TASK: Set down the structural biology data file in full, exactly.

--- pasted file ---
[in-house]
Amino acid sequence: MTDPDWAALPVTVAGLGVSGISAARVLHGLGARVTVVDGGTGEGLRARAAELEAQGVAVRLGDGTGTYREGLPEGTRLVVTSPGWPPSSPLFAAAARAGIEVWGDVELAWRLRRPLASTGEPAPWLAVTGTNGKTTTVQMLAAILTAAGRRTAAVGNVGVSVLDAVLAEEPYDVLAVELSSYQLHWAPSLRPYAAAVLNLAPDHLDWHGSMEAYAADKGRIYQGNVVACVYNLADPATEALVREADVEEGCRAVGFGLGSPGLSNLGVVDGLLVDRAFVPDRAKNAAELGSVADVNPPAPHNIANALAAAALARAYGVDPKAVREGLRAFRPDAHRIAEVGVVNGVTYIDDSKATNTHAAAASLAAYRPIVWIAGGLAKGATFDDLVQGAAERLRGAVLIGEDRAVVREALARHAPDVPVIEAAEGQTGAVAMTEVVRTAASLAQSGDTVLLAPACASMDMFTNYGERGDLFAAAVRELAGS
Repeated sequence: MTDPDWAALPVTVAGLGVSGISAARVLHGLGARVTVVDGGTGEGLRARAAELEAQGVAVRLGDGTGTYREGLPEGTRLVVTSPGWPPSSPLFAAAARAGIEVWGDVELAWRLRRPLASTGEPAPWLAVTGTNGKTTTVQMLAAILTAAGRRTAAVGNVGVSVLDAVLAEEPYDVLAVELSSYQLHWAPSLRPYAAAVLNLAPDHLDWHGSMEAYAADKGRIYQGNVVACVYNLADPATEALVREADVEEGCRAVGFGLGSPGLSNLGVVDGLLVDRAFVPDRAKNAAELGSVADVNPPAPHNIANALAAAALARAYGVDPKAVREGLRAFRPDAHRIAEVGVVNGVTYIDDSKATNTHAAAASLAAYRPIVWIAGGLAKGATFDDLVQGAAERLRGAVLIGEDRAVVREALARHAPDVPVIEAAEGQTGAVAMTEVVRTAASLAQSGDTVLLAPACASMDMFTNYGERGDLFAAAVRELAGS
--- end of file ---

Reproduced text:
[in-house]
Amino acid sequence: MTDPDWAALPVTVAGLGVSGISAARVLHGLGARVTVVDGGTGEGLRARAAELEAQGVAVRLGDGTGTYREGLPEGTRLVVTSPGWPPSSPLFAAAARAGIEVWGDVELAWRLRRPLASTGEPAPWLAVTGTNGKTTTVQMLAAILTAAGRRTAAVGNVGVSVLDAVLAEEPYDVLAVELSSYQLHWAPSLRPYAAAVLNLAPDHLDWHGSMEAYAADKGRIYQGNVVACVYNLADPATEALVREADVEEGCRAVGFGLGSPGLSNLGVVDGLLVDRAFVPDRAKNAAELGSVADVNPPAPHNIANALAAAALARAYGVDPKAVREGLRAFRPDAHRIAEVGVVNGVTYIDDSKATNTHAAAASLAAYRPIVWIAGGLAKGATFDDLVQGAAERLRGAVLIGEDRAVVREALARHAPDVPVIEAAEGQTGAVAMTEVVRTAASLAQSGDTVLLAPACASMDMFTNYGERGDLFAAAVRELAGS
Repeated sequence: MTDPDWAALPVTVAGLGVSGISAARVLHGLGARVTVVDGGTGEGLRARAAELEAQGVAVRLGDGTGTYREGLPEGTRLVVTSPGWPPSSPLFAAAARAGIEVWGDVELAWRLRRPLASTGEPAPWLAVTGTNGKTTTVQMLAAILTAAGRRTAAVGNVGVSVLDAVLAEEPYDVLAVELSSYQLHWAPSLRPYAAAVLNLAPDHLDWHGSMEAYAADKGRIYQGNVVACVYNLADPATEALVREADVEEGCRAVGFGLGSPGLSNLGVVDGLLVDRAFVPDRAKNAAELGSVADVNPPAPHNIANALAAAALARAYGVDPKAVREGLRAFRPDAHRIAEVGVVNGVTYIDDSKATNTHAAAASLAAYRPIVWIAGGLAKGATFDDLVQGAAERLRGAVLIGEDRAVVREALARHAPDVPVIEAAEGQTGAVAMTEVVRTAASLAQSGDTVLLAPACASMDMFTNYGERGDLFAAAVRELAGS